June CPI was released today, with the index registering at an increase of 0.7% for the month versus 0.1% in May with a 17% increase in gasoline costs as the primary driver of the broad sequential increase.  Make no mistake; this is having an impact on the consumer: gas prices and interest rates are up, confidence is down and that is the reality of our current situation.

Regardless of reality, year-over-year numbers are where we need to remain focused because that is where it becomes a "political" football and will ultimately impact the market.  The CPI was reported down 1.4% Y/Y today -a modest sequential rise from last month when we saw the worst number since 1955. Reality vs. politics:  what would be an increasing inflationary measure on an absolute or monthly basis becomes a deflationary figure when measured year-over-year basis and that means that rates will stay at zero for the foreseeable future as Bernanke & Co. keep the free money train rolling. 

We have been making the call that the CPI numbers will go positive in Q4, and that that will represent a return of true inflation which it looks increasingly likely that the Fed will not be prepared for. Right now we are experiencing REFLATION which is just taking us from one point to the next.  As I look at my screen right now the REFLATION trade is alive and well; the Dollar is down and the best performing sectors are Financials (XLF), Energy (XLE) and Materials (XLB). 

We are still looking at a "politicized" short end of the yield curve.  The FED right now has no choice but to be the "deflation fighter."  Next week, when Chairman Bernanke is in front of the politicians, he can't very well tell them that he sees inflation coming in Q4.  

What does all of this mean?

  • (1) We will have an inspirational yield curve - the FED will keep rates at ZERO longer!
  • (2) Rates are not going to stay there forever!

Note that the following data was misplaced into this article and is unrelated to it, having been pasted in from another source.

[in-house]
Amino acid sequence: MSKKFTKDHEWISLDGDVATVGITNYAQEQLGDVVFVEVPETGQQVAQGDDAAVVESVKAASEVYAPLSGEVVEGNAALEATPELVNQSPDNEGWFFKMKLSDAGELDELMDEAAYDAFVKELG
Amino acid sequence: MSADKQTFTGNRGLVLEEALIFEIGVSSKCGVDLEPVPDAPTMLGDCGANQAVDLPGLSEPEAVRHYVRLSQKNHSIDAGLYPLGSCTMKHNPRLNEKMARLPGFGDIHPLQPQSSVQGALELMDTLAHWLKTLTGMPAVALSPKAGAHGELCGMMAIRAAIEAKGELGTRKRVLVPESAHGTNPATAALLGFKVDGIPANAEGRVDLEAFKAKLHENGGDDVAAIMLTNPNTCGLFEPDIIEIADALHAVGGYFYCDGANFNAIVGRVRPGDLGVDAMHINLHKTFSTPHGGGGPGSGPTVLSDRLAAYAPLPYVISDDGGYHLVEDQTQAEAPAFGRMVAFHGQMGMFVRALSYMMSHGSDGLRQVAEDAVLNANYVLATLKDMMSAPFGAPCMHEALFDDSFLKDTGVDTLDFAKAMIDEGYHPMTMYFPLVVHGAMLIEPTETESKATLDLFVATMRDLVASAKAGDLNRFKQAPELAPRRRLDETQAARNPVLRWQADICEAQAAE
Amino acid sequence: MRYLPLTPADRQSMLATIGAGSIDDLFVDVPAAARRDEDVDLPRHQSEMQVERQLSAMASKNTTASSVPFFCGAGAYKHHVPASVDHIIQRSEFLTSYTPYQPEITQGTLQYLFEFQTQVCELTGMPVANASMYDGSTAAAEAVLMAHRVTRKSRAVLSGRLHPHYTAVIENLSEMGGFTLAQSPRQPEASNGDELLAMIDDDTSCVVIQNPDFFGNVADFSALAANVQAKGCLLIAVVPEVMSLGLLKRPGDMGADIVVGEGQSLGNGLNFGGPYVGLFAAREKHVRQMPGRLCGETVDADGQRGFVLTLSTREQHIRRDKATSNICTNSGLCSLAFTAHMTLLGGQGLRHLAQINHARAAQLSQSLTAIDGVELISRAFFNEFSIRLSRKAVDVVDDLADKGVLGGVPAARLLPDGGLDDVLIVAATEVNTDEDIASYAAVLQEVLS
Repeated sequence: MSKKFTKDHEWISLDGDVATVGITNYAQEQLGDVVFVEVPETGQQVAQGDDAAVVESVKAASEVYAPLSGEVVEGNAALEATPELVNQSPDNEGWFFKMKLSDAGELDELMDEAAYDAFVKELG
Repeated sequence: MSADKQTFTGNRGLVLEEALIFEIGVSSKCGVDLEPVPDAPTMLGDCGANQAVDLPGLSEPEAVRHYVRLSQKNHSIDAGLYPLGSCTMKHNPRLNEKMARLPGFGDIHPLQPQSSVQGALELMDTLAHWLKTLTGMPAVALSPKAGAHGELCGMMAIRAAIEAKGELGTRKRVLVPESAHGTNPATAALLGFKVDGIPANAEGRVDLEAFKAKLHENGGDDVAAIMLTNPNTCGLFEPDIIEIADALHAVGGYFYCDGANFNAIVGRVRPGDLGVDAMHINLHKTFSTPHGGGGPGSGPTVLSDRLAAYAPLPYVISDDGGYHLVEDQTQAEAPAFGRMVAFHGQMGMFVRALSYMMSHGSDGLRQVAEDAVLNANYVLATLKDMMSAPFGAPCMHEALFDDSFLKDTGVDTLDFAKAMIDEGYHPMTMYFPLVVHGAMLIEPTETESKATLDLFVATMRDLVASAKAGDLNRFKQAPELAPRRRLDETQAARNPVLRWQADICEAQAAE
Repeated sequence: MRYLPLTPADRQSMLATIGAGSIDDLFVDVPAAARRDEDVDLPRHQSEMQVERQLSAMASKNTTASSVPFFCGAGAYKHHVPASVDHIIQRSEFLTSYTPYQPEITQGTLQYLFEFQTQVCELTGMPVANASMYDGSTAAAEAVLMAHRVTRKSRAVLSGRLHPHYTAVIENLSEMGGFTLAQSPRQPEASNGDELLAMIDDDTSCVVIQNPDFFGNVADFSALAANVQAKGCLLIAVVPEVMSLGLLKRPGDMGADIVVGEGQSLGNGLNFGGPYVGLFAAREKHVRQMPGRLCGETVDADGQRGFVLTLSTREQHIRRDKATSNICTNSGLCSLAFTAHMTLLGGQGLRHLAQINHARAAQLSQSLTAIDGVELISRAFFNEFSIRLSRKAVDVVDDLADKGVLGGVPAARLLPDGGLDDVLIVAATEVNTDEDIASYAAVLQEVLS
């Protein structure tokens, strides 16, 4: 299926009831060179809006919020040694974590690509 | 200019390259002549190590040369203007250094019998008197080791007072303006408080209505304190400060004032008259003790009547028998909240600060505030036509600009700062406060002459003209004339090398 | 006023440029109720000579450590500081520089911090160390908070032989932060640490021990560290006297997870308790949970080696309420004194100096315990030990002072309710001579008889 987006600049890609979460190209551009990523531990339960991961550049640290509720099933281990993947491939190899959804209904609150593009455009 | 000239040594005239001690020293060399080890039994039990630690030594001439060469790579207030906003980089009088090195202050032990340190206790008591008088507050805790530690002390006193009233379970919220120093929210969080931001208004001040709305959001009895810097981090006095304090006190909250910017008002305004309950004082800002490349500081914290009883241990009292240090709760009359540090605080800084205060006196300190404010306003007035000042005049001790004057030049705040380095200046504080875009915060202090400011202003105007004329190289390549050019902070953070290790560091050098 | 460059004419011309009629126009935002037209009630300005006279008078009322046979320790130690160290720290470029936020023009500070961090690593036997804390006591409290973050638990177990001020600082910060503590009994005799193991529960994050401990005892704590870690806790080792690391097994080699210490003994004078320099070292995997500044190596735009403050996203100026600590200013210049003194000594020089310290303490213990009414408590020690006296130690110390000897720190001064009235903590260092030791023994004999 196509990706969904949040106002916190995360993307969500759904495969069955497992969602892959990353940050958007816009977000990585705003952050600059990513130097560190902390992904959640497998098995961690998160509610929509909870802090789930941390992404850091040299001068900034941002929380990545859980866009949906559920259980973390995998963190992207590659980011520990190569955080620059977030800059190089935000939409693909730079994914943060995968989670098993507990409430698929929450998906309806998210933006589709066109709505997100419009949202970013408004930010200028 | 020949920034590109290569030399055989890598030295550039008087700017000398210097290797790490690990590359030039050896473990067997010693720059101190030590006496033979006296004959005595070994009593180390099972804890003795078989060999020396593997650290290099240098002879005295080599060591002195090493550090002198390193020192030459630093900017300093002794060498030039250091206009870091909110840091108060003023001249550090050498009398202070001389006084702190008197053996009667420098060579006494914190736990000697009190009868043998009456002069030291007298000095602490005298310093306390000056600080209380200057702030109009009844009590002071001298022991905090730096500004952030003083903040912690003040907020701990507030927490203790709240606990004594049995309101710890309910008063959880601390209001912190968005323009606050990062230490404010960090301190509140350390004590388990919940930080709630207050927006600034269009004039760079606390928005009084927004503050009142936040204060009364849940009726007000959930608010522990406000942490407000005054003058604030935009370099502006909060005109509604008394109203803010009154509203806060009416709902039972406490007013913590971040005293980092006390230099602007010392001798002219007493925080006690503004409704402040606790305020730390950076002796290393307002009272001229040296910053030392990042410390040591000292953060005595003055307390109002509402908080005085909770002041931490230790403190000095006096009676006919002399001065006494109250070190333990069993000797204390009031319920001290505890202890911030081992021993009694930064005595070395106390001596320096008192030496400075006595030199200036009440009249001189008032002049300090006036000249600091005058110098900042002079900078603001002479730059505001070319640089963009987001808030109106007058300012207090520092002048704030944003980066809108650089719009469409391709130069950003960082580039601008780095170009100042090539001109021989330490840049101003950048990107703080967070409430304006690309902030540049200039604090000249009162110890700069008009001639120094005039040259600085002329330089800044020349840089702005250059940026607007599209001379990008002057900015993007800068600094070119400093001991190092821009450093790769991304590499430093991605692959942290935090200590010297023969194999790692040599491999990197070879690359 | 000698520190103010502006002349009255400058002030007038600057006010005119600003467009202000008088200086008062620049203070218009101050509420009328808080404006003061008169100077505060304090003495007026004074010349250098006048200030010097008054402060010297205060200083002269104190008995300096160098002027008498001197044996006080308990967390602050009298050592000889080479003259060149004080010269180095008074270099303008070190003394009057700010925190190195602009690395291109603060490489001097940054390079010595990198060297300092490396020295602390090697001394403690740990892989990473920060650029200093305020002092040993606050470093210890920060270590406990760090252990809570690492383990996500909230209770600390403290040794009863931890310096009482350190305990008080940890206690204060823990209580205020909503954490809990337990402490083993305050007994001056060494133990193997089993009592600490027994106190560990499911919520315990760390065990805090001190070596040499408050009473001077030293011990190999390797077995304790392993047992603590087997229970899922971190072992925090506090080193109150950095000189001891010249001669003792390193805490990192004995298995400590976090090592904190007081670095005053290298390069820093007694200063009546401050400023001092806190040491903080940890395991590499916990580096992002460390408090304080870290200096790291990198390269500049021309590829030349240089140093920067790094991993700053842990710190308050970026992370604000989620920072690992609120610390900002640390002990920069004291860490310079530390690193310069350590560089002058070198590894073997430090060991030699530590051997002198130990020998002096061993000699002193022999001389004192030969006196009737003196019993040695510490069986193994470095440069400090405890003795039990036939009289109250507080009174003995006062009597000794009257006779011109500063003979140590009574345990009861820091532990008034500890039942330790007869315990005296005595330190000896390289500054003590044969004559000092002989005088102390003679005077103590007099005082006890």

Howard Penney

Managing Director


Who's Right? The Stock Market or the Bond Market?

"As I see it, bonds look like they have further to fall, while stocks look tenuous at these levels," writes Peter Atwater, founder of Financial Insyghts.

read more

Poll of the Day: If You Could Have Lunch with One Fed Chair...

What do you think? Cast your vote. Let us know.

read more

Are Millennials Actually Lazy, Narcissists? An Interview with Neil Howe (Part 2)

An interview with Neil Howe on why Boomers and Xers get it all wrong.

read more

6 Charts: The French Election, Nasdaq All-Time Highs & An Earnings Scorecard

We've been telling investors for some time that global growth is picking up, get long stocks.

read more

Another French Revolution?

"Don't be complacent," writes Hedgeye Managing Director Neil Howe. "Tectonic shifts are underway in France. Is there the prospect of the new Sixth Republic? C'est vraiment possible."

read more

Cartoon of the Day: The Trend is Your Friend

"All of the key trending macro data suggests the U.S. economy is accelerating," Hedgeye CEO Keith McCullough says.

read more

A Sneak Peek At Hedgeye's 2017 GDP Estimates

Here's an inside look at our GDP estimates versus Wall Street consensus.

read more

Cartoon of the Day: Green Thumb

So far, 64 of 498 companies in the S&P 500 have reported aggregate sales and earnings growth of 6.1% and 16.8% respectively.

read more

Europe's Battles Against Apple, Google, Innovation & Jobs

"“I am very concerned the E.U. maintains a battle against the American giants while doing everything possible to sustain so-called national champions," writes economist Daniel Lacalle. "Attacking innovation doesn’t create jobs.”

read more

An Open Letter to Pandora Management...

"Please stop leaking information to the press," writes Hedgeye Internet & Media analyst Hesham Shaaban. "You are getting in your own way, and blowing up your shareholders in the process."

read more

A 'Toxic Cocktail' Brewing for A Best Idea Short

The first quarter earnings pre-announcement today is not the end of the story for Mednax (MD). Rising labor costs and slowing volume is a toxic cocktail...

read more

Energy Stocks: Time to Buy? Here's What You Need to Know

If you're heavily-invested in Energy stocks it's been a heck of a year. Energy is the worst-performing sector in the S&P 500 year-to-date and value investors are now hunting for bargains in the oil patch. Before you buy, here's what you need to know.

read more